The Sofa on Wheels
Back to the doctor we goClick thumbnail to view full-size
My goofy hubby in our sofa on wheelsClick thumbnail to view full-size
My wonderful breast surgeon
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One of Mark's bad jokes...What is in the picture below?
What happened to you?
With Mark home these two weeks to help take care of me and the kids after my surgery, he thought he'd get the cars serviced. But you know how it goes; there's always a part that's missing and won't be in on time. My car, the massive "Yes, I'm embarrassed to be driving this gas guzler, but we need a big ass car to pull our trailer" SUV, is the vehicle we were going to use to drive into San Francisco. My car has a much softer ride than Mark's smaller hybrid that rattles your body when traveling over the bumps in the road. And right now, I need a smooth ride.
Unfortunately, time grew short before we were to leave on our long drive into the city and panic set in. Panic, because I really didn't want to feel every bump in the road in Mark's car; panic because his calls to the car dealership imploring them to complete our car because we needed it for a post-op appointment in San Francisco fell on unsympathetic ears.
My sofa on wheels
"Ask if they'll give us a loaner. A big, comfortable car," I begged. He did call them again and they sent us to the neighboring car rental place. The dealership paid for a small car and Mark upgraded to a sofa on wheels. When he showed up with the cozy Chrysler with cushiony leather seats and shocks good enough for any ornery senior citizen to appreciate, I was quite relieved and prepared to face our journey.
On the way in, Mark was his usual goofy self to keep me in good spirits and my mind off any pain by making funny faces every time I attempted to take a photo of us in our softened support. Of course, I suppose I keep him chuckling every time I barricade my body with a pillow on the seat, two pillows padding my chest protecting me from the seat belt and a few more small pillows to pack me in like I'm a fragile crystal vase being sent off to another country. I may look funny enough, but I can always count on him to make me laugh.
A contradiction of terms
"You look great!" That's what was said by everyone at the offices of my surgeons. Nurses, interns and surgeons all came in to see my progress. "You're so ahead of the curve," they said.
"You're kidding?" How can they say that when I can't stand up straight and my belly button is causing all sorts of problems; leaking stuff and looking rather odd. Pain, etc.
"Really. You're recovery is going so well." They were all so excited. Watching their unusual display over matters ordinarily repulsive to the general populace -- the bruised and scabby scars, the bloody, foul-looking belly button, the black, wiry stitches holding my breasts in place -- was like witnessing a slew of entomologists at a bug convention thrilled to see the newest spider species that chews on flesh and shits platinum.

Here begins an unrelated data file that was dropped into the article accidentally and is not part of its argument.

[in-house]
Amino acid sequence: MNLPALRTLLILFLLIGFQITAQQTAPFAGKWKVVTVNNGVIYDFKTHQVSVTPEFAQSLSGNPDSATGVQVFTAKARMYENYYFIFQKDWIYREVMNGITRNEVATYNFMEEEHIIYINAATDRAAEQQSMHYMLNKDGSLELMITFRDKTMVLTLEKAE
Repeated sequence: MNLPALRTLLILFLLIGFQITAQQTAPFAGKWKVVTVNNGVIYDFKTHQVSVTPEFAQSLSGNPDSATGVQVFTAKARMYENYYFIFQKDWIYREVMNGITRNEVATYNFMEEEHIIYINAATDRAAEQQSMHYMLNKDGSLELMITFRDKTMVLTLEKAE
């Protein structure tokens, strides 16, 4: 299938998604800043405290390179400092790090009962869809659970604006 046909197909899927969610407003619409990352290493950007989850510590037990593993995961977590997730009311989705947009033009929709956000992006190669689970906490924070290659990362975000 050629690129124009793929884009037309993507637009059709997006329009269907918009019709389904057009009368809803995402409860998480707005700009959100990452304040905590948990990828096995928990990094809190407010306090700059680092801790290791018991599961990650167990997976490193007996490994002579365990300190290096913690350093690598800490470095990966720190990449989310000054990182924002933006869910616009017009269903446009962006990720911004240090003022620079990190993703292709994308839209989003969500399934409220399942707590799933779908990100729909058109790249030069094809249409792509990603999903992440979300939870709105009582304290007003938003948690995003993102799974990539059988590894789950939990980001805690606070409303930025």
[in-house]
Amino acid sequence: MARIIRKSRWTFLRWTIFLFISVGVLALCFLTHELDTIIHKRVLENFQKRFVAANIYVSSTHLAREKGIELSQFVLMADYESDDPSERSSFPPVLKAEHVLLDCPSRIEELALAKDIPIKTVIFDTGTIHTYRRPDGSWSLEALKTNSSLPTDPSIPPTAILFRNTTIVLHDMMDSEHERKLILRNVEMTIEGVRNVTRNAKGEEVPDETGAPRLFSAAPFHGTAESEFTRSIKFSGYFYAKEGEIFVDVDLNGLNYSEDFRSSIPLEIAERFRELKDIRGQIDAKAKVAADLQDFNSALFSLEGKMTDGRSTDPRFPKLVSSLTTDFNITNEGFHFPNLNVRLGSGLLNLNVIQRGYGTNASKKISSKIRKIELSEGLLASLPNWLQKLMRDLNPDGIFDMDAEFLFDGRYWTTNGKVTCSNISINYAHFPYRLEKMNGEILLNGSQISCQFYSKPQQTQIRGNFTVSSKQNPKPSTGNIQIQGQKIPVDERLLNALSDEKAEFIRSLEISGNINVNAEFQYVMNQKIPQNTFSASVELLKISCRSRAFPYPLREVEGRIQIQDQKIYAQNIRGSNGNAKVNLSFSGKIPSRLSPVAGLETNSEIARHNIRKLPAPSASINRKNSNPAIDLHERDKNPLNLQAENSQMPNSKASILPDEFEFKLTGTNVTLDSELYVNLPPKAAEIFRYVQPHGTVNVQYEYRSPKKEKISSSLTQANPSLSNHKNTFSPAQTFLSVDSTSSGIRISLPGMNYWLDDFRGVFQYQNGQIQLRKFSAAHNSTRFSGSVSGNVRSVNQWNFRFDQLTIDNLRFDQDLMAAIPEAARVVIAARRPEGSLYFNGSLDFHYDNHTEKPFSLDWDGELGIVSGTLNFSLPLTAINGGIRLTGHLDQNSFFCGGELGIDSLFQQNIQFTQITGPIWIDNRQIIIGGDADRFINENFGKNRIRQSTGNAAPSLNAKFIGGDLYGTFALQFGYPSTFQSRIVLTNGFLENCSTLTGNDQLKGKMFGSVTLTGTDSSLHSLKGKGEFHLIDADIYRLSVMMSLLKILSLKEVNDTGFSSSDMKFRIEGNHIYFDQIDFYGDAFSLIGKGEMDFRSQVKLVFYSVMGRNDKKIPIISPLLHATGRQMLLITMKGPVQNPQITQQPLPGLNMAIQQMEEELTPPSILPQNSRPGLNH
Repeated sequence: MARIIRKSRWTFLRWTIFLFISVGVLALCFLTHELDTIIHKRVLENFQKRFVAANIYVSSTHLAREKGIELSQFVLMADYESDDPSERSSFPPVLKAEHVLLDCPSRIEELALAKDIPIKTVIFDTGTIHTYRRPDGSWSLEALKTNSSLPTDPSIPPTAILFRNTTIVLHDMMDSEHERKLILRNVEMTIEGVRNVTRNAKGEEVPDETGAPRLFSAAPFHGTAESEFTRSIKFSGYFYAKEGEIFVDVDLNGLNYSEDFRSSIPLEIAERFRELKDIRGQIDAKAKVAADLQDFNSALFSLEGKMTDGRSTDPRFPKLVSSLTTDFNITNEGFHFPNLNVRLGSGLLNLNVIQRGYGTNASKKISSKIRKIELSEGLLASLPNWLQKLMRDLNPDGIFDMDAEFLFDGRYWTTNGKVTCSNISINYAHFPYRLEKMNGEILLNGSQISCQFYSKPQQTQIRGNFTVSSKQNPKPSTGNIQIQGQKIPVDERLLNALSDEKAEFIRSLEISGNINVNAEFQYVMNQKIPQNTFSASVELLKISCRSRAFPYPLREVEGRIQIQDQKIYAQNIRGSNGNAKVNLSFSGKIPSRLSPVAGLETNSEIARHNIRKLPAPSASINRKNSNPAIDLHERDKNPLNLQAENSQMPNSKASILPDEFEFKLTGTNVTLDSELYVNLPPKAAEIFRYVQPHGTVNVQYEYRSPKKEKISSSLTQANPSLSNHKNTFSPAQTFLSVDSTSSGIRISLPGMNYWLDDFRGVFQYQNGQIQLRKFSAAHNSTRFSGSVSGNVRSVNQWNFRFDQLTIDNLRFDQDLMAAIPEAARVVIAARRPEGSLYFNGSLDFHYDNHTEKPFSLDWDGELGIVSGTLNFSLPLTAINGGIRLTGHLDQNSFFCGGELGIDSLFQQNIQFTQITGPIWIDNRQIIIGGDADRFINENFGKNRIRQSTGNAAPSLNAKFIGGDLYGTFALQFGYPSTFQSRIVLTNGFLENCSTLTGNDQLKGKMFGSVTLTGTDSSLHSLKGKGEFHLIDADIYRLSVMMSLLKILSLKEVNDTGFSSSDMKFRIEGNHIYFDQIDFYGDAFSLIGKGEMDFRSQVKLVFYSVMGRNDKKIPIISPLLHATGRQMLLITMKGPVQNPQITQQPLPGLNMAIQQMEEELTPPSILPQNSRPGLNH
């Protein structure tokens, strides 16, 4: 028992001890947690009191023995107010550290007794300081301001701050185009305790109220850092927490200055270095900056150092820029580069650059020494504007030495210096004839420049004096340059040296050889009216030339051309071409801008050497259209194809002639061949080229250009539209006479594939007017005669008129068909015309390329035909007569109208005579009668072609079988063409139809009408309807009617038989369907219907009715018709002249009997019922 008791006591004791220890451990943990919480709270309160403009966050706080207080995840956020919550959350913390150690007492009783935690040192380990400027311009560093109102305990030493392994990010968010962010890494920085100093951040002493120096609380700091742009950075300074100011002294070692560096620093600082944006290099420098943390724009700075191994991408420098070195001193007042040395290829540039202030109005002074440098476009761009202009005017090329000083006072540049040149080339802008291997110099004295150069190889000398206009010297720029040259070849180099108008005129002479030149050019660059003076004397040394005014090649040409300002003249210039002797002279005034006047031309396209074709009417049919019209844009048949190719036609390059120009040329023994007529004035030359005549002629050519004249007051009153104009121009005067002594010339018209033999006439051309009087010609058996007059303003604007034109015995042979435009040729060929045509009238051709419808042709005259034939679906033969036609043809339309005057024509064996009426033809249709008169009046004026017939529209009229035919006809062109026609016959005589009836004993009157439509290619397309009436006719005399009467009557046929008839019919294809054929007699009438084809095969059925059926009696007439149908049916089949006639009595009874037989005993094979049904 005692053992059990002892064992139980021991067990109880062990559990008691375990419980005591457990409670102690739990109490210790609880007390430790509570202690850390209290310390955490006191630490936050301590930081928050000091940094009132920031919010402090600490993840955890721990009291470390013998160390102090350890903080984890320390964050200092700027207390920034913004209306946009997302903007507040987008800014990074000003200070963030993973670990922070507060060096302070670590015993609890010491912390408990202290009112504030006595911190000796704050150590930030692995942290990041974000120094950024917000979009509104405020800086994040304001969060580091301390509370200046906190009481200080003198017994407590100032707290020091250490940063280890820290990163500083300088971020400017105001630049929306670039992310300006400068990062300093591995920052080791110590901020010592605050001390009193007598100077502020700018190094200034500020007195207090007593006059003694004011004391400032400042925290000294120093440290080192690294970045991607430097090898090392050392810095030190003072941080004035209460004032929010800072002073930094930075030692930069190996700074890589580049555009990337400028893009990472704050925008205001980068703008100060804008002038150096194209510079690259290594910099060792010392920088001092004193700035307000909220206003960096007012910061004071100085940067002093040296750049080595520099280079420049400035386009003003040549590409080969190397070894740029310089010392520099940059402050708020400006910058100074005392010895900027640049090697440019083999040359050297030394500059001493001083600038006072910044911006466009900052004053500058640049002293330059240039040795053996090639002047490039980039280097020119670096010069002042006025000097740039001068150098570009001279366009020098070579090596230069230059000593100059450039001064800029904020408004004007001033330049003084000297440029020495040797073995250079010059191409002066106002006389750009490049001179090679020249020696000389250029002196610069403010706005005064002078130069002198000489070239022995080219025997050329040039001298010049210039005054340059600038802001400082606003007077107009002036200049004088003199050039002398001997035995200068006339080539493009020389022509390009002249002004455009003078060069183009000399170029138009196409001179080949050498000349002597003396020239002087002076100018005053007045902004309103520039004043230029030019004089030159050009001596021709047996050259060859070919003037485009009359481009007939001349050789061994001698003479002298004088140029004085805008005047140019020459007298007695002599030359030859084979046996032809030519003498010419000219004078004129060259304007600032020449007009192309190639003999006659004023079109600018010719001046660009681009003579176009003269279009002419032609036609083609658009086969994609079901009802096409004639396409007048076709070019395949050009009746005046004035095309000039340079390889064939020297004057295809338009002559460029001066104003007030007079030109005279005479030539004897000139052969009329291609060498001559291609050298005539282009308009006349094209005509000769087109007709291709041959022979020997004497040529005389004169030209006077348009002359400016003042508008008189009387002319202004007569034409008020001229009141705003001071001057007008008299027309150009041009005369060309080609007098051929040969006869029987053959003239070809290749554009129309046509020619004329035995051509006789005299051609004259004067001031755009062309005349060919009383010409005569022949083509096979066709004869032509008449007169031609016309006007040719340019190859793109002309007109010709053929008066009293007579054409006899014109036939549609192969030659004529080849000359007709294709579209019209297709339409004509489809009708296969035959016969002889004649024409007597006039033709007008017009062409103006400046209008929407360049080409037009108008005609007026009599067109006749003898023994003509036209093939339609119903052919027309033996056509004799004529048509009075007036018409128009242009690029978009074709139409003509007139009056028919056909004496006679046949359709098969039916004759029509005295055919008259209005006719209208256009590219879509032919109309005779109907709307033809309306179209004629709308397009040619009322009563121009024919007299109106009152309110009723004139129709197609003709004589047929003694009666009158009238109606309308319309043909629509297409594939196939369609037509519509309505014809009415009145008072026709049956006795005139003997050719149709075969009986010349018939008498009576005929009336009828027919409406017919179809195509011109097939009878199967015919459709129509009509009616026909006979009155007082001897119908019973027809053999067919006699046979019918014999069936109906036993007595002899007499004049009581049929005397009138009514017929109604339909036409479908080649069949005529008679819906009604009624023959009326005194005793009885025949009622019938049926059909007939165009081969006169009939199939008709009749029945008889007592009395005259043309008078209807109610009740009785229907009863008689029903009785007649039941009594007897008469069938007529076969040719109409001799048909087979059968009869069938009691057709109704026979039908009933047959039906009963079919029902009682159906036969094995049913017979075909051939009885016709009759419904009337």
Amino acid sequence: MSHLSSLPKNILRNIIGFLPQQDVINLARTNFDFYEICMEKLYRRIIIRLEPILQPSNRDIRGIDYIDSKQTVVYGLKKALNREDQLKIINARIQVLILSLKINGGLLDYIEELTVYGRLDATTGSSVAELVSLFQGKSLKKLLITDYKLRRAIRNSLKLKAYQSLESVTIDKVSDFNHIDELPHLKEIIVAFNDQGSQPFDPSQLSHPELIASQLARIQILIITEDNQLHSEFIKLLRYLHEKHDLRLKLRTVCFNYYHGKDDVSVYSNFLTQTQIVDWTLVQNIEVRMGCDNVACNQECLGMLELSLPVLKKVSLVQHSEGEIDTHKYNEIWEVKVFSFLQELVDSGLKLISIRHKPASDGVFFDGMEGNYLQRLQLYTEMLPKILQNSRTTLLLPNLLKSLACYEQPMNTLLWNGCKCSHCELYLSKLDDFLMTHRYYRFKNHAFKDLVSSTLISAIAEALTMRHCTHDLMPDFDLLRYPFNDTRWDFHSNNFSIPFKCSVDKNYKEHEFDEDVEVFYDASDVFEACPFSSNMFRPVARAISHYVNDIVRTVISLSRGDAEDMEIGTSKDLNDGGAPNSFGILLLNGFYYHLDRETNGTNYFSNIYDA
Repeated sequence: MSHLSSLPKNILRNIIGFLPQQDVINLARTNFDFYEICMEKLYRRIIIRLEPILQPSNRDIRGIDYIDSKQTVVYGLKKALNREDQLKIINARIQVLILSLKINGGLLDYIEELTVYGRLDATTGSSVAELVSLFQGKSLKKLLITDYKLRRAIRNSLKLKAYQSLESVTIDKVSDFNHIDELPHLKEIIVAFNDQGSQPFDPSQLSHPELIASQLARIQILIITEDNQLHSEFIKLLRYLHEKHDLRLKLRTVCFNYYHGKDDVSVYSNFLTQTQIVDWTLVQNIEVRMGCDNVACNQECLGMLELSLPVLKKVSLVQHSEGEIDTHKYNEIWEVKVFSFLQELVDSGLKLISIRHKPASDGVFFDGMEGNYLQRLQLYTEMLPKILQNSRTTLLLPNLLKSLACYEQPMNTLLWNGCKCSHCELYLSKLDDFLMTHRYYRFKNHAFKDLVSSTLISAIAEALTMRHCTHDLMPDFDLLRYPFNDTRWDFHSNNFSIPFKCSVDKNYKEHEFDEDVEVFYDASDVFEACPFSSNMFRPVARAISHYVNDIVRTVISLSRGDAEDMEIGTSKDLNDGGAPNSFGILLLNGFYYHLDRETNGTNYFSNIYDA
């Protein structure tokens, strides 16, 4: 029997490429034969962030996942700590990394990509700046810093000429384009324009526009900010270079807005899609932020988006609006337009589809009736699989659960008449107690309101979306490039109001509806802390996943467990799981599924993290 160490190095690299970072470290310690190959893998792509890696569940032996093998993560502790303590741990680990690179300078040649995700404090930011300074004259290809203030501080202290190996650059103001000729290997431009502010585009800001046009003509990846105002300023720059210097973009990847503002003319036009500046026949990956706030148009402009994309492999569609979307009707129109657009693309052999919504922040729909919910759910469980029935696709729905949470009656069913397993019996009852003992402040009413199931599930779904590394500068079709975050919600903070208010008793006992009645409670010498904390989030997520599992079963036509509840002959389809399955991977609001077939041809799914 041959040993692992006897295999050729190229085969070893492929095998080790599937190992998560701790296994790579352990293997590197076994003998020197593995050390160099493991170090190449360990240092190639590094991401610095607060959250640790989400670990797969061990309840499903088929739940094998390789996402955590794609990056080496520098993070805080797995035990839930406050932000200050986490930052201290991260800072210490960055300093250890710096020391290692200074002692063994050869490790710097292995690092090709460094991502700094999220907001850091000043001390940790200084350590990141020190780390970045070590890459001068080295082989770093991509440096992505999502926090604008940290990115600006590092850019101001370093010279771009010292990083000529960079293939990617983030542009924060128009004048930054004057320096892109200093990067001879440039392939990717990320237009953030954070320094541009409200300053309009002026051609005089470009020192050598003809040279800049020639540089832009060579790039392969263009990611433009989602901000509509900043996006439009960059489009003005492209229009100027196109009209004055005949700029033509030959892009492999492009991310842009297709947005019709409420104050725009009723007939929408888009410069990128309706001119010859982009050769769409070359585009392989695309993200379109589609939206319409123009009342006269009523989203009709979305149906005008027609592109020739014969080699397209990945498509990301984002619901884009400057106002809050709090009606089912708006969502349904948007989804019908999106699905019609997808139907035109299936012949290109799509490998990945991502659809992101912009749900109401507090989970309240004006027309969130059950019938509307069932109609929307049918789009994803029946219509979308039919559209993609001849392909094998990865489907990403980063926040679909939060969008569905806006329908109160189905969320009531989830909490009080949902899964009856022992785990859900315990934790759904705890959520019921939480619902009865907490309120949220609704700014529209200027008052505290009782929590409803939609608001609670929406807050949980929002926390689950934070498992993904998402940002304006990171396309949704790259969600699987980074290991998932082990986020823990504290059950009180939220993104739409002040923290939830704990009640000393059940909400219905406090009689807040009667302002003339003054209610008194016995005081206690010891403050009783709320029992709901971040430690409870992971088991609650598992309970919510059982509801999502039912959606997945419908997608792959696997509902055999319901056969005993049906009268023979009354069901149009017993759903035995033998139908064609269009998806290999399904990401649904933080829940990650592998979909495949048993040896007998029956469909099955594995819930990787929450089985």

I tried believing their cheery outlooks (it's not in my nature to accept compliments or good news easily) and couldn't imagine what their other patients go through during their recoveries if mine is vastly better than most. Still, it's comforting never having to explain to anyone at the hospital why I chose this surgery. It was another thing all together at Sophie's school this week.
It was the evening of open house and Sophie couldn't wait to tell us all about her classroom projects. We would also check out potential teachers for next year. I've been using a cane during short walks when we go out to doctor's appointments, etc. When I know I won't be able to sit for a while, Mark pulls the wheel chair out of the back of the car. He got it out for her open house so I wouldn't have to suffer through standing for too long, walking too far, or trying to sit my butt down in one of the mini chairs in her classroom.
Suddenly, those friends and acquaintances who didn't know or had forgotten about my surgery were asking me what happened. Others just stared as Mark pushed me about in my wheelchair.
"Oh, I had a big surgery," I'd answer several people.
"I didn't know you were sick," another mom and others said upon seeing me in a wheelchair and finding out I had a mastectomy. Hmm. How do I answer that one.
"No, I wasn't sick. I don't have cancer," I responded.
"Oh," they sound surprised and confused.
Shit! Now I have to explain my situation, because who in their right mind would cut off their tits if they are not sick? "Actually, I have a genetic mutation and..." blah, blah, blah. Explain it again to another person whose expression transforms from one of care and worry to one that tells me they feel cheated out of stolen sympathy after assuming I had the "C" word.
I can't wait until my body is reasonably back to normal so I don't have to explain my decision. I know dad...who cares what anyone else thinks? It's not that easy. And it doesn't help that I should have to defend my decision at all. I know it's unnecessary to explain, but people want to know; they just don't want to know too much.
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